This is part 1 of a series of multiple parts about a takeover of all the computers on earth.

You are an elite hacker working very high up in the government; you handle many important tasks. Recently you've been called in for a very special mission, all the computers across the globe are being locked down!

The worlds top leaders unite to figure out what to do, the president of the US, the prime minister of Canada, the Russian premier, the Chinese premier, and many others. You are also invited to attend, as you are known to many as the #1 Techie on the planet.

While at the meeting you get learn new information, and take the following notes:

  • Nobody can access their computers, this is slowing down large companies, small businesses, even schools.

  • New computers being made are affected immediately.

  • The canadian government has designed a back door program that effectively bypasses the lock and accesses a password screen.

  • Nobody knows the password.

  • Last but not least, the hackers cannot be traced back to.

You are tasked with the mission of unlocking a computer, finding the sinister files added, figure out who added them, and stop them.

Once you accept the mission you were given the backdoor computer, and are told that they have an emergency copy in case it breaks.

You take the computer back to your office and open it up. Once it turns on you're presented with the loading screen "Loading Glidors Ultimate..." curious enough you decide to look it up online. Then it hits you, you have no access to the Internet!

It starts up and a password screen appears, it asks you to input a password. Obviously not sure what may happen if you enter the incorrect password, you do not try to guess, instead you take out hacking tools you've developed, after attempting to run them, they come out with the error "Unknown OS". Highly disappointed, you decide to think over a tea. You go to make your tea, and when you get back you notice something weird, some pixels on the screen are different colours when you look at it differently. In fact you can clearly see that the colours are yellow, blue, red.

You take a few minutes to ponder, and then it comes to you! You type in the password and get through the lock screen!

What was the password?


It's all numbers.


It has to do with RGB

Final Hint:

RGB Values are measured as 0-1 (decimal)


closed as too broad by Deusovi, Rohcana, Len, f'', MisterEman22 Aug 23 '15 at 5:50

Please edit the question to limit it to a specific problem with enough detail to identify an adequate answer. Avoid asking multiple distinct questions at once. See the How to Ask page for help clarifying this question. If this question can be reworded to fit the rules in the help center, please edit the question.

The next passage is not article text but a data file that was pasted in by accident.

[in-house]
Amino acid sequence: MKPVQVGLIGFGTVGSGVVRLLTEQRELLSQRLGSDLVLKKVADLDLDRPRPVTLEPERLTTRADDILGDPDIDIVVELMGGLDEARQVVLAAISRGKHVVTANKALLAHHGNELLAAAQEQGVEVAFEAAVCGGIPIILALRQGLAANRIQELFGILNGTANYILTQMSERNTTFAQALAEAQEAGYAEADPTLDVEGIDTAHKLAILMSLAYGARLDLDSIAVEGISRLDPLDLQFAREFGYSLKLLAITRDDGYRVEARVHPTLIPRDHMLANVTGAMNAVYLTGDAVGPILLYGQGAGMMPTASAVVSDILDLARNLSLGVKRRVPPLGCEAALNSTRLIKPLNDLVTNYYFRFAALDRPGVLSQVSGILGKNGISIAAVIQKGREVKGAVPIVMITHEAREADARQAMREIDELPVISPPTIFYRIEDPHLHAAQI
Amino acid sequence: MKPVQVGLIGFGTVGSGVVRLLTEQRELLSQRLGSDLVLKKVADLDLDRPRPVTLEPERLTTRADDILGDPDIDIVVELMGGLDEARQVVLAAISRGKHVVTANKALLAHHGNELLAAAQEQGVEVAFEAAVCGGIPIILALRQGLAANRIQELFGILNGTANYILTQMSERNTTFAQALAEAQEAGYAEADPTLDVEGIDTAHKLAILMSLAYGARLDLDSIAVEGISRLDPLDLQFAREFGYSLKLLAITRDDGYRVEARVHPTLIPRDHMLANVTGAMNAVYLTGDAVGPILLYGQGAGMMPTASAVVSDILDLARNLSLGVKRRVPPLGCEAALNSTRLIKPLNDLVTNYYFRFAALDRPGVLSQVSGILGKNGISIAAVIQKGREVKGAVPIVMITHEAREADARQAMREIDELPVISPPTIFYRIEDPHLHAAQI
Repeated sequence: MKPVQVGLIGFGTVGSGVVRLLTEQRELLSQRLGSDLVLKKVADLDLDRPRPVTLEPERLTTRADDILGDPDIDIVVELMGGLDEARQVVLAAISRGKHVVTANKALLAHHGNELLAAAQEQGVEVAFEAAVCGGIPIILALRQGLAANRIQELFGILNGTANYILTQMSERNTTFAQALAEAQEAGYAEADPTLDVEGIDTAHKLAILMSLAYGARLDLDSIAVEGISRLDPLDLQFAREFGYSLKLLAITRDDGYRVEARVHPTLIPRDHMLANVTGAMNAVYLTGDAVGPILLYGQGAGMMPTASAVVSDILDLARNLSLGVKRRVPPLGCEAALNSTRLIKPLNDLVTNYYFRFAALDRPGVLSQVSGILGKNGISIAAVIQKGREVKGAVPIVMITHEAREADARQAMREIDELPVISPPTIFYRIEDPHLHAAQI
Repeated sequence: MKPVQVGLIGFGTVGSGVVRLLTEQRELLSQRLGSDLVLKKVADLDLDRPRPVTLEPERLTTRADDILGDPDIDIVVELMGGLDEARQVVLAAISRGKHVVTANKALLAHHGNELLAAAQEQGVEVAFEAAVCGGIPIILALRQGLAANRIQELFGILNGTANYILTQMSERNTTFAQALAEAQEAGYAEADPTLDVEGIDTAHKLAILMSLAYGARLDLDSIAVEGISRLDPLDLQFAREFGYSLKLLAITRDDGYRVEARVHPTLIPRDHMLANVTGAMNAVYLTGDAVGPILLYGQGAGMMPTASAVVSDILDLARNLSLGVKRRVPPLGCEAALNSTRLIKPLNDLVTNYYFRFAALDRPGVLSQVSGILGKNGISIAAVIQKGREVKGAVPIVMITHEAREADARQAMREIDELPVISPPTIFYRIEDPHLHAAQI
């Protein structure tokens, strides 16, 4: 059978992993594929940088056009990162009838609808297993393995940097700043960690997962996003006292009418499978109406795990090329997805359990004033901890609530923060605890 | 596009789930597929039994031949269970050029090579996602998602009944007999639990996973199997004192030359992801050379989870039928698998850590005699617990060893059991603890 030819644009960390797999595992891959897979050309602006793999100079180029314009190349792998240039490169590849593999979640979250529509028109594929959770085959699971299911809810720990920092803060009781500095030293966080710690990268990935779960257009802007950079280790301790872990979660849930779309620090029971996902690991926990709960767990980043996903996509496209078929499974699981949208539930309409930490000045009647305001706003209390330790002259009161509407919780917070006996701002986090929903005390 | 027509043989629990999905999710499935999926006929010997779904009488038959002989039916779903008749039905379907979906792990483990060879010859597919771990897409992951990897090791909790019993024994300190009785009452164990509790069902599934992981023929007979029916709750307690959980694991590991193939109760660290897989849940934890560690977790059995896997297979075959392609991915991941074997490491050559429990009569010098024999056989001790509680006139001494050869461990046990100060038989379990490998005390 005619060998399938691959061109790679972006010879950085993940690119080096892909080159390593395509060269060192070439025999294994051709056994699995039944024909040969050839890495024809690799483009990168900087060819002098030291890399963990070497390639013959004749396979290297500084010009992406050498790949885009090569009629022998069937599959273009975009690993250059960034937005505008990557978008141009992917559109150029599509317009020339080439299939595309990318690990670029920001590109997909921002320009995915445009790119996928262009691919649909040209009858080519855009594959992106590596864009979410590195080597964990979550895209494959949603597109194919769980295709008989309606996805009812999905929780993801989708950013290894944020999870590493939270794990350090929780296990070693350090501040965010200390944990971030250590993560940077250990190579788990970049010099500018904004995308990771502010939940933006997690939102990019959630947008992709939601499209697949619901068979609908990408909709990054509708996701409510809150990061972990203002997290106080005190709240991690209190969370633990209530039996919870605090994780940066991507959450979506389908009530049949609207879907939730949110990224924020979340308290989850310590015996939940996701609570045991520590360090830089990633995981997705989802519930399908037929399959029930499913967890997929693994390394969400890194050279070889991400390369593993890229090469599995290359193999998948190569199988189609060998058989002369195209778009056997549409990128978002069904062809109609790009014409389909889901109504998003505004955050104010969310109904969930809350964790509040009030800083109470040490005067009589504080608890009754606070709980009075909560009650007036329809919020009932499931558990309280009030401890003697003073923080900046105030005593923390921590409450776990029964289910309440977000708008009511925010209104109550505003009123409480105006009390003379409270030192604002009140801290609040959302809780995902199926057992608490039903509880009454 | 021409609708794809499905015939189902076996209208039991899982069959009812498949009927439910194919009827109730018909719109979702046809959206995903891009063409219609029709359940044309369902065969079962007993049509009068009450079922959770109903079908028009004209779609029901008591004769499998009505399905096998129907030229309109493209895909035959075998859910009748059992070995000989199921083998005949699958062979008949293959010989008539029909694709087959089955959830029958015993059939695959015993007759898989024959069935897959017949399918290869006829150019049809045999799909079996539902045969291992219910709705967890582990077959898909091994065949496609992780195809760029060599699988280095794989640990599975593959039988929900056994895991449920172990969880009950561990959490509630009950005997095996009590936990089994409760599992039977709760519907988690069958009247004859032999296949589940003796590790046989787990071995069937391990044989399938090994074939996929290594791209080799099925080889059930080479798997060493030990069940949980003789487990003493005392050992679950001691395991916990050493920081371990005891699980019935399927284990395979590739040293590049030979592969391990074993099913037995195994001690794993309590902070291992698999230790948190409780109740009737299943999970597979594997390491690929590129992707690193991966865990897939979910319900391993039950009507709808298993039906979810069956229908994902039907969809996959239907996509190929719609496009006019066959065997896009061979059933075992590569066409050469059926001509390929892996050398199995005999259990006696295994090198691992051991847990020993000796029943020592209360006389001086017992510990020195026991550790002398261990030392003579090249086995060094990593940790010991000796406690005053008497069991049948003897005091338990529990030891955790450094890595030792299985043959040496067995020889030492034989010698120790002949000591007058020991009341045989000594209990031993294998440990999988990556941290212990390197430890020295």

• 4
    $\begingroup$ I don't know if you want to answer, but if we figure out the password, will it be obvious that it is correct? It seems like that from the story, but the responses thus far (except for "the password") have been of a more "this might work" sort. $\endgroup$ – Jason Patterson Nov 9 '14 at 15:56
  • 4
    $\begingroup$ @warspyking: Can you clarify what looking at the screen differently means? A pixel is generally a given colour. Looking at it differently doesn't make a difference unless you consider viewing angle of things like laptop screens in which case I wouldn't actually describe the pixels as being different colours... Can you clarify or is this a key part of the problem? $\endgroup$ – Chris Nov 9 '14 at 23:06
  • 4
    $\begingroup$ Technology wise, this question makes very little sense. $\endgroup$ – Nit Nov 10 '14 at 0:28
  • 4
    $\begingroup$ @warspyking slightly incorrect doesn't matter to a password screen. Cases can be made for yellow (FF0, 2552550, 255000000000255000000000000, etc), brown (630, 663300), and any variation of those. No answer feels more right that any other answer, and we'll only know an answer is right because you say that's the one you wanted to see. For example, if you said that the password field seems to be masked to only accept numerical input and limits input to a max length of 9, we have good reasons to look for a 9-digit RGB colour without any prodding $\endgroup$ – Joe Nov 10 '14 at 11:16
  • 5
    $\begingroup$ OK, with the hints it is doable. But a good puzzle should have a solution that is verifyable. As Jason Patterson said, when you see it you know it is correct. $\endgroup$ – Florian F Nov 10 '14 at 13:35

10 Answers 10